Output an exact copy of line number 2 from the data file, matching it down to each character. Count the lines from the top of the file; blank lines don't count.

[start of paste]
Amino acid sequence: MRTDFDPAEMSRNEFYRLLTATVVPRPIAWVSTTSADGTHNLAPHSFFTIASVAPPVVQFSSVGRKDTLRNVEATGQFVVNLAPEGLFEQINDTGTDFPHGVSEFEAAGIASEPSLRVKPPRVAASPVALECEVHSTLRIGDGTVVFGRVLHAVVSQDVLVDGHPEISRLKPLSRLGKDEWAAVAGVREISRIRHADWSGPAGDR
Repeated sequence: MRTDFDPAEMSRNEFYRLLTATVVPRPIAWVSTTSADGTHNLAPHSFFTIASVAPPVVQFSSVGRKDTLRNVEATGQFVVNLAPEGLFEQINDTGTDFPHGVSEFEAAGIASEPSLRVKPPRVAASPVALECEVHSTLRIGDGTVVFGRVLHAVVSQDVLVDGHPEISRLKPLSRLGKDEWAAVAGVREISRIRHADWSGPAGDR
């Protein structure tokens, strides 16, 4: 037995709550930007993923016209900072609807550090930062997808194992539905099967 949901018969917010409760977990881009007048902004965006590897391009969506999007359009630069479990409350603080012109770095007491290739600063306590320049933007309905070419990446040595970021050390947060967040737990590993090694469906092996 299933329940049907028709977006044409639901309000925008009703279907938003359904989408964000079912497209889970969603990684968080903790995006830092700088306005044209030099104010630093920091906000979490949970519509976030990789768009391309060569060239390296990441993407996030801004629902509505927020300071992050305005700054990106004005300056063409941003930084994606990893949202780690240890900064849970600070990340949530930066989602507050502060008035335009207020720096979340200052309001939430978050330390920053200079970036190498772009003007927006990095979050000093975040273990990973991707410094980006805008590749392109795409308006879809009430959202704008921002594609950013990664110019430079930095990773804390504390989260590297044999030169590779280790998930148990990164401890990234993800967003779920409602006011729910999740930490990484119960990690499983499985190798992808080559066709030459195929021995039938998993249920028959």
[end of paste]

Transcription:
Repeated sequence: MRTDFDPAEMSRNEFYRLLTATVVPRPIAWVSTTSADGTHNLAPHSFFTIASVAPPVVQFSSVGRKDTLRNVEATGQFVVNLAPEGLFEQINDTGTDFPHGVSEFEAAGIASEPSLRVKPPRVAASPVALECEVHSTLRIGDGTVVFGRVLHAVVSQDVLVDGHPEISRLKPLSRLGKDEWAAVAGVREISRIRHADWSGPAGDR